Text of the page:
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Clinton continues to embrace Obama, deploys Eric Holder for SC ad

Hillary Clinton holds a rally in Des Moines, Ia., Jan. 29, 2016. (Photo by Mark Peterson/Redux for MSNBC)
Hillary Clinton holds a rally in Des Moines, Ia., Jan. 29, 2016. 

The first Hillary Clinton ad targeting South Carolina Democrats continues not just her attempts to link her candidacy to the achievements of the Obama administration, but also makes a direct appeal to the predominately black voter base which will be participating in the primary.

In order to make her case, Clinton has deployed one of the top guns from the Obama White House: the nation's first black Attorney General, Eric Holder. In a 25-second ad entitled "25 Years," Holder touts his long professional relationship with Clinton and her commitment to protecting voting rights, enacting gun control and addressing police brutality, issues of significance for many voters of color.

"If you want to make sure Republicans don't take us backward, help Hillary move us forward," Holder says direct to camera at the end of the ad. Holder, who served under the president from 2009 to 2015, endorsed Clinton's candidacy in January, calling her the best candidate positioned to "protect the Obama legacy." He also appeared last month in a radio ad for Clinton that accuses Republicans of attempting to "roll back the clock on civil rights."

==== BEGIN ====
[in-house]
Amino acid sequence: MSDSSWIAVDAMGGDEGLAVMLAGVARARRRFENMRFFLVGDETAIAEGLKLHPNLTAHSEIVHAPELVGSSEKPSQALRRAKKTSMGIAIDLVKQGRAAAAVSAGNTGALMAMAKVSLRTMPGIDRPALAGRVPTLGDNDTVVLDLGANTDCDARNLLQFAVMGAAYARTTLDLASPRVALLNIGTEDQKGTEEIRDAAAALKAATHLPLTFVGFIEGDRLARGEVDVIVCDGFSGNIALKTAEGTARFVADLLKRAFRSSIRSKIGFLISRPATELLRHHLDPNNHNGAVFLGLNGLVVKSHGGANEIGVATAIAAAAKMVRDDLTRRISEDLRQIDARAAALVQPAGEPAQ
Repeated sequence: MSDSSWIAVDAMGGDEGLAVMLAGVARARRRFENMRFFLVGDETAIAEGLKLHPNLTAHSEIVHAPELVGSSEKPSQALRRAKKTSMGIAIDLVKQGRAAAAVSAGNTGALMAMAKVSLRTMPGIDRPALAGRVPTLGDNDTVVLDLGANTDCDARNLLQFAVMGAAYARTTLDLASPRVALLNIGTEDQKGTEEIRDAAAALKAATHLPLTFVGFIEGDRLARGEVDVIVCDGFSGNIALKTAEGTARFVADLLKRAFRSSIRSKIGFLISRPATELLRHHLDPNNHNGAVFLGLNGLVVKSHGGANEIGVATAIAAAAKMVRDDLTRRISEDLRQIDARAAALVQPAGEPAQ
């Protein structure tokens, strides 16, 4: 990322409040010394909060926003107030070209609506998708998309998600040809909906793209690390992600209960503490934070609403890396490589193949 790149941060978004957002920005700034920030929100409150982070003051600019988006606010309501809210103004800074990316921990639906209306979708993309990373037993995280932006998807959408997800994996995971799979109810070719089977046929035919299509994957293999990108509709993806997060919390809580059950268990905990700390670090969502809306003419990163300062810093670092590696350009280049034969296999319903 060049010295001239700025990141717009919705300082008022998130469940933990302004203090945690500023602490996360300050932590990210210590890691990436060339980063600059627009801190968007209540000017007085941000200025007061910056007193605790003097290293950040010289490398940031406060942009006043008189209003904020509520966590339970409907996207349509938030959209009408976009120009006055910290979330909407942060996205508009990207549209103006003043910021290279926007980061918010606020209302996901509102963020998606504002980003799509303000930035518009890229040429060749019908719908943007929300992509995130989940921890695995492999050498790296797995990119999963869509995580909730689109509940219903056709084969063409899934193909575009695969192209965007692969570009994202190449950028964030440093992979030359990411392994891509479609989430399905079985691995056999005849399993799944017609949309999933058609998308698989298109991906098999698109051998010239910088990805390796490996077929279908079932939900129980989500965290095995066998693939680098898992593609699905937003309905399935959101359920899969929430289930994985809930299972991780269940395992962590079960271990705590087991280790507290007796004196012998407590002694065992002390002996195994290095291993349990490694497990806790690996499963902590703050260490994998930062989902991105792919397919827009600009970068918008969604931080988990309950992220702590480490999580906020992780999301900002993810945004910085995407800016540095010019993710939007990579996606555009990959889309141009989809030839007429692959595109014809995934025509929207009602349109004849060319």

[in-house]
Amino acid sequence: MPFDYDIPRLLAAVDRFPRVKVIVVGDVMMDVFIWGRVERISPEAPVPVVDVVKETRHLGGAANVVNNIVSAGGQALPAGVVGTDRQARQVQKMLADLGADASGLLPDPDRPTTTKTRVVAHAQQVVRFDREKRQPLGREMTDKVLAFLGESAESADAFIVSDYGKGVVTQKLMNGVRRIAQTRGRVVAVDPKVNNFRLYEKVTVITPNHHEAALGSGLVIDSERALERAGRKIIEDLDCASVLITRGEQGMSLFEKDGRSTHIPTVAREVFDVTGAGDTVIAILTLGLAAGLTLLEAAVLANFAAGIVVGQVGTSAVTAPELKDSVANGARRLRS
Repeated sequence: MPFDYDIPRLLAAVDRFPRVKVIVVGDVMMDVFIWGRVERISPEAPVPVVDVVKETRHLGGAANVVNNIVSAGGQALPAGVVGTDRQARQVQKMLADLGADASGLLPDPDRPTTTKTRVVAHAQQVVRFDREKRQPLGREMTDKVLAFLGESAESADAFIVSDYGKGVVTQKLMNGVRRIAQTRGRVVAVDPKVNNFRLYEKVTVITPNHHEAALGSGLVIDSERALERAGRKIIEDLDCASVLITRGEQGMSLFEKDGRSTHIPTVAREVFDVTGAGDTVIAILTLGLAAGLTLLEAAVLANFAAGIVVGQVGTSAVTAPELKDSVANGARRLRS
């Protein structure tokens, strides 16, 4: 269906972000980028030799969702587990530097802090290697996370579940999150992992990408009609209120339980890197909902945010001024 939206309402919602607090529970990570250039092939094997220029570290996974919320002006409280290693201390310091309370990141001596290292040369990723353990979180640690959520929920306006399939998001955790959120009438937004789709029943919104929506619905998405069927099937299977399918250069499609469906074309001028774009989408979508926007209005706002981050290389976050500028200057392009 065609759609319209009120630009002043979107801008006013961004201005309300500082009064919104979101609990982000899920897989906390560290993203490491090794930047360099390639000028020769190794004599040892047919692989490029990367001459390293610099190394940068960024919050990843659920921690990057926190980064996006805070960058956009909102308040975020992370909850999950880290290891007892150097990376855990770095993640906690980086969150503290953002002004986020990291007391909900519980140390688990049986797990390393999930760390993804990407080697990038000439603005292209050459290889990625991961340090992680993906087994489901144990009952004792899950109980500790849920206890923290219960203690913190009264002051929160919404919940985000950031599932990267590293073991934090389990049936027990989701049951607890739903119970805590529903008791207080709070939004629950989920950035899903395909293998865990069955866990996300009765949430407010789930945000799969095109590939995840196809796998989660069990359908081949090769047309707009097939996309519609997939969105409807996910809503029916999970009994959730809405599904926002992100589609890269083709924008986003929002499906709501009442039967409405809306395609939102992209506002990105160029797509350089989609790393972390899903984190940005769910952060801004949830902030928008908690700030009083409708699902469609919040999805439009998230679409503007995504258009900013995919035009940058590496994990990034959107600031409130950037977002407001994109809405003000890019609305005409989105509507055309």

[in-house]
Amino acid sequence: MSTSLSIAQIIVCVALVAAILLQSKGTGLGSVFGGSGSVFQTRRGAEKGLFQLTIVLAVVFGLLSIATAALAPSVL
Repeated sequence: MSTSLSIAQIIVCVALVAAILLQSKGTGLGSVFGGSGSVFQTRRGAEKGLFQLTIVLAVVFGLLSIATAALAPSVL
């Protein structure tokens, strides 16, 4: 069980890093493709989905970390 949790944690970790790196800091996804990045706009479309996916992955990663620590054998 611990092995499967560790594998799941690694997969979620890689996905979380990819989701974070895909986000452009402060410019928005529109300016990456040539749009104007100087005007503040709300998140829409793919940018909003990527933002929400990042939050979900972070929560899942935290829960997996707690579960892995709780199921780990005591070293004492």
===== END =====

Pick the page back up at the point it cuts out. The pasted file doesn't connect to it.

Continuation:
Meanwhile, Clinton has made preserving and expanding upon the Obama agenda one of the central tenants of her 2016 candidacy. That message may not have fully resonated in Iowa, where Sen. Bernie Sanders battled her to what amounts to a draw. And it may also not hold traction in New Hampshire, where her opponent is practically a favorite son. But in South Carolina, the Democratic primary voting population is overwhelmingly black, and the president still enjoys sky-high approval ratings with that constituency.

RELATED: How Obama is building the groundwork of his legacy on criminal justice reform

Should Clinton enter the South Carolina primary on February 27 without a significant victory in the 2016 race, her candidacy could be at a crossroads. South Carolina has long been viewed as her early firewall, and she currently has a nearly 30-point lead over Sanders in the state, where then-Sen. Barack Obama infamously defeated her in 2008.

Following that contentious primary race, former president Bill Clinton caused considerable controversy, particularly within the black community, when he compared Obama's triumph there to the previous victories by African-American presidential candidate Rev. Jesse Jackson in the 1980s. Since then, the Clintons have taken great pains to reaffirm their historically strong relationship with the black community.

This first campaign salvo in South Carolina, suggests that Clinton is banking on an improved relationship with black voters, which have proven a stubborn bloc for Sanders to win over.